Doubling reminders for the day

Non-doublers often seem to think that the most amazing thing about doubling is keeping all the fingerings straight. I don’t find that to be a major problem; the keywork of each instrument feels different enough in my hands that I think I tend to switch into the right fingering mode automatically.

It’s the other stuff that’s a problem. I find I often need to give myself a few reminders as I’m setting down one instrument and picking up the next. Here’s the stuff that has been going through my mind lately—maybe one or more of these will click for you, too.

  • Flute: Remember to relax your face. Small aperture, large oral cavity. Keep the right hand pushed somewhat forward, so the flute is parallel to an imaginary line running between my ears—not necessarily parallel to my shoulders.
  • Oboe: Keep the teeth apart. Prepare the air well in advance of the articulation. Keep the embouchure flexible and mobile.
  • Clarinet: Keep the jaw forward a little. Keep the tongue high in the mouth, but relaxed. Chin and corners of the mouth firm but not cramped.
  • Bassoon: Play with an overbite. Don’t be afraid to move the jaw and embouchure, especially for good low note response.
  • Saxophone: Be sensitive to how much mouthpiece enters the mouth. The oral cavity has to be just right—too big, and the tone is tubby; too small, and the tone is pinched.

Know what your weaknesses are with each instrument. Make a short but specific list. Write it down, but commit it to memory, too. Go over each item briefly in your head as you pick up the instrument to play.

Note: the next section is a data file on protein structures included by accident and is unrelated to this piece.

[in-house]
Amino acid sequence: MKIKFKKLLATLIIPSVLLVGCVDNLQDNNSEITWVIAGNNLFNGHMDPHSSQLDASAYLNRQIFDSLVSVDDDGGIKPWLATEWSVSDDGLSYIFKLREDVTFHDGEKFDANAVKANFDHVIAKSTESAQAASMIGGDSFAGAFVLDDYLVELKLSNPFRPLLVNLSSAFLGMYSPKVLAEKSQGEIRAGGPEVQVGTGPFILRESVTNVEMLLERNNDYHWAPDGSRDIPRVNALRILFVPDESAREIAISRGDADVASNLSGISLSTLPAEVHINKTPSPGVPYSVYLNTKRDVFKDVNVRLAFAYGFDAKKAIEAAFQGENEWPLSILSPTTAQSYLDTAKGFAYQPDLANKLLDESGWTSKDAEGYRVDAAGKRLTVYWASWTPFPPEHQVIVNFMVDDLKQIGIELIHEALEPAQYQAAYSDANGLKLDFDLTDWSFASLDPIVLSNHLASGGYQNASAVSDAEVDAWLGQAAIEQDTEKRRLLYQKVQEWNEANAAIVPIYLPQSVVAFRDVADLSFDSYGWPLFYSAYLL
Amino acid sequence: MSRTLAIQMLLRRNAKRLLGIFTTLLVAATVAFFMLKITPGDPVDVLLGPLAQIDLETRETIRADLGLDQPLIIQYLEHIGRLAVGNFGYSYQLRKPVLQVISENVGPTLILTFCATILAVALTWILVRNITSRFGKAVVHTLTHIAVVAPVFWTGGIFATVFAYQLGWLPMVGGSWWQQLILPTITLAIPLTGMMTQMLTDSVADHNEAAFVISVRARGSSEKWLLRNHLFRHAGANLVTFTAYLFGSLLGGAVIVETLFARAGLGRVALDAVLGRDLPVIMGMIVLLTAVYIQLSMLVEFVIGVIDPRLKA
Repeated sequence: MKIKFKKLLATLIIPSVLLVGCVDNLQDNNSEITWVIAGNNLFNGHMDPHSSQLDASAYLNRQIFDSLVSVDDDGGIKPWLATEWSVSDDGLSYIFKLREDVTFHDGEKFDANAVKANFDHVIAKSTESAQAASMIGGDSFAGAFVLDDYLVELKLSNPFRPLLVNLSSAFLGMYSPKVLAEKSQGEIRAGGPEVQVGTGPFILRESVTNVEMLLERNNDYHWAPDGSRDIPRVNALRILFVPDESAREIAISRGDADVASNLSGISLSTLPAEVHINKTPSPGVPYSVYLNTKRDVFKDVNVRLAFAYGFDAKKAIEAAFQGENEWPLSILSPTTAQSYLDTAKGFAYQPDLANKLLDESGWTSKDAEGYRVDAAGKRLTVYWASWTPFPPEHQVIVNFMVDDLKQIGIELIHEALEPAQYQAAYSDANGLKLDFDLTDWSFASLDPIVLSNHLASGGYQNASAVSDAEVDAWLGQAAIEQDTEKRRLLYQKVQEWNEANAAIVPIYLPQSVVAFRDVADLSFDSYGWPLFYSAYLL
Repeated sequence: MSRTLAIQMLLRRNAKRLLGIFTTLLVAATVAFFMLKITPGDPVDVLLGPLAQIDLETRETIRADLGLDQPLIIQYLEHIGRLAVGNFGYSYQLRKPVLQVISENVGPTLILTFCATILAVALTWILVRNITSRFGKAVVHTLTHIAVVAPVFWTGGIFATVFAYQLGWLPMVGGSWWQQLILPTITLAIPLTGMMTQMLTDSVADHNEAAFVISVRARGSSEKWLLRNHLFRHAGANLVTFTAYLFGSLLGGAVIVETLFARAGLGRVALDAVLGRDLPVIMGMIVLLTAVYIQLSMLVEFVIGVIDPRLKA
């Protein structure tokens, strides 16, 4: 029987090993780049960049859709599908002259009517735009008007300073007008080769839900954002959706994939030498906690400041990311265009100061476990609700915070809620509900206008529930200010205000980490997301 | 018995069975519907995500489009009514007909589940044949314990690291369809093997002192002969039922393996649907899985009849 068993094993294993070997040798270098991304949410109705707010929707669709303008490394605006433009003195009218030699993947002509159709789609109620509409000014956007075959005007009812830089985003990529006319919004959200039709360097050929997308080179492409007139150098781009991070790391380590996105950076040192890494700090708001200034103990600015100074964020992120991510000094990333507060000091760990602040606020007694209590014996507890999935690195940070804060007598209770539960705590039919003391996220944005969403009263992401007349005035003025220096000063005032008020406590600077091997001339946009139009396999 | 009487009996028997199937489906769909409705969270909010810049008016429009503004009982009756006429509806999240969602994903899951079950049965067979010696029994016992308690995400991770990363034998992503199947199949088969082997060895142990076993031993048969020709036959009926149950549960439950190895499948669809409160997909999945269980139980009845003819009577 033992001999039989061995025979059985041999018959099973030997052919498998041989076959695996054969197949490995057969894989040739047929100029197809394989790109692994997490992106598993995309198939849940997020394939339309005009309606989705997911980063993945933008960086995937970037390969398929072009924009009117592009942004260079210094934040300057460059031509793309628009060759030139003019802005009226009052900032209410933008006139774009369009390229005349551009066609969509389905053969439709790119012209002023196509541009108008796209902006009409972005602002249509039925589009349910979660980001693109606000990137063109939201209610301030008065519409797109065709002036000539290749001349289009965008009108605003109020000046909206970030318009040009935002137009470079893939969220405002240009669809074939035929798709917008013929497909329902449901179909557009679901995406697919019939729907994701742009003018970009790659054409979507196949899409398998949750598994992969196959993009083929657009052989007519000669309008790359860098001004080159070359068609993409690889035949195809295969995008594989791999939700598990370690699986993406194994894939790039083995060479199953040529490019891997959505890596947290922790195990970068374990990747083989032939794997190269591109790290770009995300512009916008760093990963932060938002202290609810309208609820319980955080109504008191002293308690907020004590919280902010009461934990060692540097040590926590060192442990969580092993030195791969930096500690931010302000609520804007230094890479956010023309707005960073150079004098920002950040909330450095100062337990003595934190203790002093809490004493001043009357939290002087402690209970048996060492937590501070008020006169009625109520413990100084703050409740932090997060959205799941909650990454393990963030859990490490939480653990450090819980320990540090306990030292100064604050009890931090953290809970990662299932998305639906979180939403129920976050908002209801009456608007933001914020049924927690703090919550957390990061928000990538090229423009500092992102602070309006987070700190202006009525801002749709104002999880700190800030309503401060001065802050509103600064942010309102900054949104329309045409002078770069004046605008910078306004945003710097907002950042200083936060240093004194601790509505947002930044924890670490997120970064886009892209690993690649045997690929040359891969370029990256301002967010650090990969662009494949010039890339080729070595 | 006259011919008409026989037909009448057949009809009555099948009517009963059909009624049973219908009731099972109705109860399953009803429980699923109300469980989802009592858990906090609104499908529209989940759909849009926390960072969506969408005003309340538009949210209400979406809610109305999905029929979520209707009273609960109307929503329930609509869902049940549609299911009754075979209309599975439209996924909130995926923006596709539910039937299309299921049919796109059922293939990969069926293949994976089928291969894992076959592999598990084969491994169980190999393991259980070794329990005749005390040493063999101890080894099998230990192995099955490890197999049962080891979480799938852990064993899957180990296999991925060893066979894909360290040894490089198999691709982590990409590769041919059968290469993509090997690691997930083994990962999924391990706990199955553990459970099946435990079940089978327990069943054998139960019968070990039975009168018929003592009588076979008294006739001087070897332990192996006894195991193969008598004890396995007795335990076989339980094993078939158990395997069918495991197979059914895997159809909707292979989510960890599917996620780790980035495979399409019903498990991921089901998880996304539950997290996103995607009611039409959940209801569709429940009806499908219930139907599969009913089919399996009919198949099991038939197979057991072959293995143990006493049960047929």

Good luck!


2 responses to “Doubling reminders for the day”

  1. Michael P Avatar
    Michael P

    I would also add that with flute (and to some degree the double reeds) a single reed player will need to make an effort to roll their lower lip slightly outward at first so that the two lips meet. I’ve seen several saxophone and clarinet players that roll their lower lip under the upper one when trying to play flute, with limited success.

    Unless the lips are parallel, for lack of a better description, you will not be able roll them in and out in order to make the slight adjustments that control dynamics and pitch.

  2. Geoff Allen Avatar
    Geoff Allen

    Good stuff!

    Currently, with flute, I’m trying to remember to a) cover more of the embouchure hole with the lower lip and b) turn down the corners of my lips. The relaxed face and small aperture are spot-on.

    And after a bit of flute and clarinet, I really have to remind myself to take in what feels like a LOT of mouthpiece on the tenor sax.

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